This book uses far more Spanish than Martin de Porres. However, these words are simpler and very accessible to a non-Spanish speaker (e.g., tortilla, pueblo). For Spanish speakers or even for people who know a smattering of Spanish, it is easily understandable. The book is rather long and has much more detail than Martin de Porres, but it is wonderfully written with a warm sense of humor. The Pooh asks regularly to read about the naughty “gato” and giggles all the way through.

The illustrations are graceful with clean lines in pencil and watercolor, and present rounded figures reminiscent of the Colombian artist Botero. Even the scary mountain lion is painted in soft blacks. Dona Flor is a classically pretty Latina, with brown skin, a broad smile, and high cheekbones. In her crisp cotton blouse and simple skirt, she offers an alternative idea of beauty and character to children inundated with Disney princesses. The Pooh and I originally borrowed this book from the library, and ended up liking it so much that we decided add it to our own bookshelf.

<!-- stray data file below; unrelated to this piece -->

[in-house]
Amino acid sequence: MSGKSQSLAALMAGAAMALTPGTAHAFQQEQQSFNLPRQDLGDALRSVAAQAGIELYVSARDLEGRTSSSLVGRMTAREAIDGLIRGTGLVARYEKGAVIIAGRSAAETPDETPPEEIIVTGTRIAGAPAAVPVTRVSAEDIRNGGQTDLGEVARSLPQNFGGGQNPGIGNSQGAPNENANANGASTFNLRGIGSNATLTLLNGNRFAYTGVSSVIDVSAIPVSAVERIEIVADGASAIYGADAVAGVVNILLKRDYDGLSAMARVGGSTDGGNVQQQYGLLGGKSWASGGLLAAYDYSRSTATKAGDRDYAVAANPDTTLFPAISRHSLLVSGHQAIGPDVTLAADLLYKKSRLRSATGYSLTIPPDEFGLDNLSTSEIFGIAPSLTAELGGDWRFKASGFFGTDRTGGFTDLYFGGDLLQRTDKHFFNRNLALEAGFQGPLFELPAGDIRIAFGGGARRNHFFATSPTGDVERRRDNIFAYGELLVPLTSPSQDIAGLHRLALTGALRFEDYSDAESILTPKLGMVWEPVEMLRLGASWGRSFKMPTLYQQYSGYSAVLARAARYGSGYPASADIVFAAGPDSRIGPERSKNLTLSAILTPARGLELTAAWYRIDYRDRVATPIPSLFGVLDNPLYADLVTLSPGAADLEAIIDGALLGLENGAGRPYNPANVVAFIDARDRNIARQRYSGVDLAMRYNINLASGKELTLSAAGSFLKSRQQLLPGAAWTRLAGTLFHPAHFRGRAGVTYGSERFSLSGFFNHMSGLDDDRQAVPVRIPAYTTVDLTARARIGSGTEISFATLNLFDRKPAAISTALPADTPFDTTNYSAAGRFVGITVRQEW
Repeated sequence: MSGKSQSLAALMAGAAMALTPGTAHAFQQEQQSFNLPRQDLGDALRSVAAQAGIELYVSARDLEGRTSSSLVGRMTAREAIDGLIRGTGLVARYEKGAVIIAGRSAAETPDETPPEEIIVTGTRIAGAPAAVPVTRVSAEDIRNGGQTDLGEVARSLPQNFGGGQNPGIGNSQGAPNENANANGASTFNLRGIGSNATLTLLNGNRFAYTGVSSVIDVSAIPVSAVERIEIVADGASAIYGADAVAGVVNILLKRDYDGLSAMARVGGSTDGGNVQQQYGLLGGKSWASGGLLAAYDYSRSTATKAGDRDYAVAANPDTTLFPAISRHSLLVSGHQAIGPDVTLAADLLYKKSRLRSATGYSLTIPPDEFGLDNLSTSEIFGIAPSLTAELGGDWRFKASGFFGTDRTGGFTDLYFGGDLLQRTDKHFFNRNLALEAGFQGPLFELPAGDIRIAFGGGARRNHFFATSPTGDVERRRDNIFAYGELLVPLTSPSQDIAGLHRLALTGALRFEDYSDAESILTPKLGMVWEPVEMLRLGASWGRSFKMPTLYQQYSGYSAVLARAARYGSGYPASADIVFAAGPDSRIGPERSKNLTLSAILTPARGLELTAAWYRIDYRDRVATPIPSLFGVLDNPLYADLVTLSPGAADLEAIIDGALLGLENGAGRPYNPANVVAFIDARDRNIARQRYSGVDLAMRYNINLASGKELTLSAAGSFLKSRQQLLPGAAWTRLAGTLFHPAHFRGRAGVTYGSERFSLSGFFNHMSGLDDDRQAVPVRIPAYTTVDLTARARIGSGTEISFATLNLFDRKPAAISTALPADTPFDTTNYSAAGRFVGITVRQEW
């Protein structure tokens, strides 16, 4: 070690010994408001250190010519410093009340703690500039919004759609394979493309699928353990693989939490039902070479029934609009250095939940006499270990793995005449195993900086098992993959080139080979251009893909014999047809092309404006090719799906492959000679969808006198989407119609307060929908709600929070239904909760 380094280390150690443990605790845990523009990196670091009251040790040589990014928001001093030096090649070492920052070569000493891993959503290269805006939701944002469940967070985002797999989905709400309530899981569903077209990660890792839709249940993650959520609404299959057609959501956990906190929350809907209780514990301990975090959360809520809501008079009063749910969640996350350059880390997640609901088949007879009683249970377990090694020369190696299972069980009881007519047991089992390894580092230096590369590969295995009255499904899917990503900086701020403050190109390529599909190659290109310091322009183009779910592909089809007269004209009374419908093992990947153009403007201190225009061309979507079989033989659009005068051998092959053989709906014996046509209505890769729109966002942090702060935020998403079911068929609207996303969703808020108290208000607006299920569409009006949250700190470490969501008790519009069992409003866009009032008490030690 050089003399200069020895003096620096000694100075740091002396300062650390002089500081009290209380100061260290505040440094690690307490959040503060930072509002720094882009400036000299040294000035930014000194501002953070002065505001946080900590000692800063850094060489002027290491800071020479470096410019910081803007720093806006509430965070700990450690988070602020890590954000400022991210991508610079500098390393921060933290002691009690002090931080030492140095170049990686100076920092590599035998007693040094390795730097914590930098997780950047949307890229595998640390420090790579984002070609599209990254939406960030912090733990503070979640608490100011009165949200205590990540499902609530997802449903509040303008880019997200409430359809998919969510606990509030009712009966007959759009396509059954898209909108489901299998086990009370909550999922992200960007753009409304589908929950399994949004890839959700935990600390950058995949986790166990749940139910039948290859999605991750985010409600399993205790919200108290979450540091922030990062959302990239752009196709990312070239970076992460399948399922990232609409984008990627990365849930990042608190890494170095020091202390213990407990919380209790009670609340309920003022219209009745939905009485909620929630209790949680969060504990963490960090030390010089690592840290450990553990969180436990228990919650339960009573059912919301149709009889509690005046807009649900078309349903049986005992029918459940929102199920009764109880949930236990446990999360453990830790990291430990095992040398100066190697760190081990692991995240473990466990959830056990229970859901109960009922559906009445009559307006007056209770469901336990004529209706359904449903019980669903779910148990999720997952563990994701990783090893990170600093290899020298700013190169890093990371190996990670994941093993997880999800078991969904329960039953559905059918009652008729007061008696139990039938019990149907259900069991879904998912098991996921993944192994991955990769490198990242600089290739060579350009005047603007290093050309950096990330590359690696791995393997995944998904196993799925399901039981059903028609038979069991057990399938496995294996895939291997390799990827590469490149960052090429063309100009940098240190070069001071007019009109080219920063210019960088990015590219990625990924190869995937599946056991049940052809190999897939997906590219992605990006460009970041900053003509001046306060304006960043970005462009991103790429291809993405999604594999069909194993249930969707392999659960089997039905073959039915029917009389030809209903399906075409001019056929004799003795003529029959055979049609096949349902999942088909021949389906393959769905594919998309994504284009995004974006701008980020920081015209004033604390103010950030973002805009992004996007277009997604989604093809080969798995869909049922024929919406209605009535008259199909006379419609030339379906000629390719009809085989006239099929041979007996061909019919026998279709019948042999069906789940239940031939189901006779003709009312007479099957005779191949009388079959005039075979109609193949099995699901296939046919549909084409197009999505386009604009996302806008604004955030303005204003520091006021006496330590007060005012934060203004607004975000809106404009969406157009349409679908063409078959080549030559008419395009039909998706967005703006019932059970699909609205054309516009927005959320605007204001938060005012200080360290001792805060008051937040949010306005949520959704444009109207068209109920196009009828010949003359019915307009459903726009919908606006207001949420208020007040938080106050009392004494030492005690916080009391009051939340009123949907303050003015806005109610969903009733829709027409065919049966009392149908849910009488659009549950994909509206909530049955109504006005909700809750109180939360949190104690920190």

3)      Skippyjon Jones in the Doghouse by Judy Schachner. This unfortunate book has many fans on Amazon, for reasons unfathomable to me. (The author must have lots of friends willing to post five star reviews there).  It is one of a popular series of books on Skippyjon Jones which have appeared on the NYTimes Bestseller List. The series is also promoted in Kohl’s department stores, with proceeds from sales going to the Kohl’s Cares Foundation.

Here is the story line: A little boy cat, named Skippyjon Jones, thinks he is a Mexican Chihuahua. He is the mischievous kitten of his litter, and he also has a very active imagination. After drawing on the walls, he mouths off to his mother and ends up in a time-out in his bedroom. He sings a song in Spanglish, then disappears into the closet and enters a wild world of Chihuahua dogs. The book ends when he wakes up in his room, wrapped up in a blanket.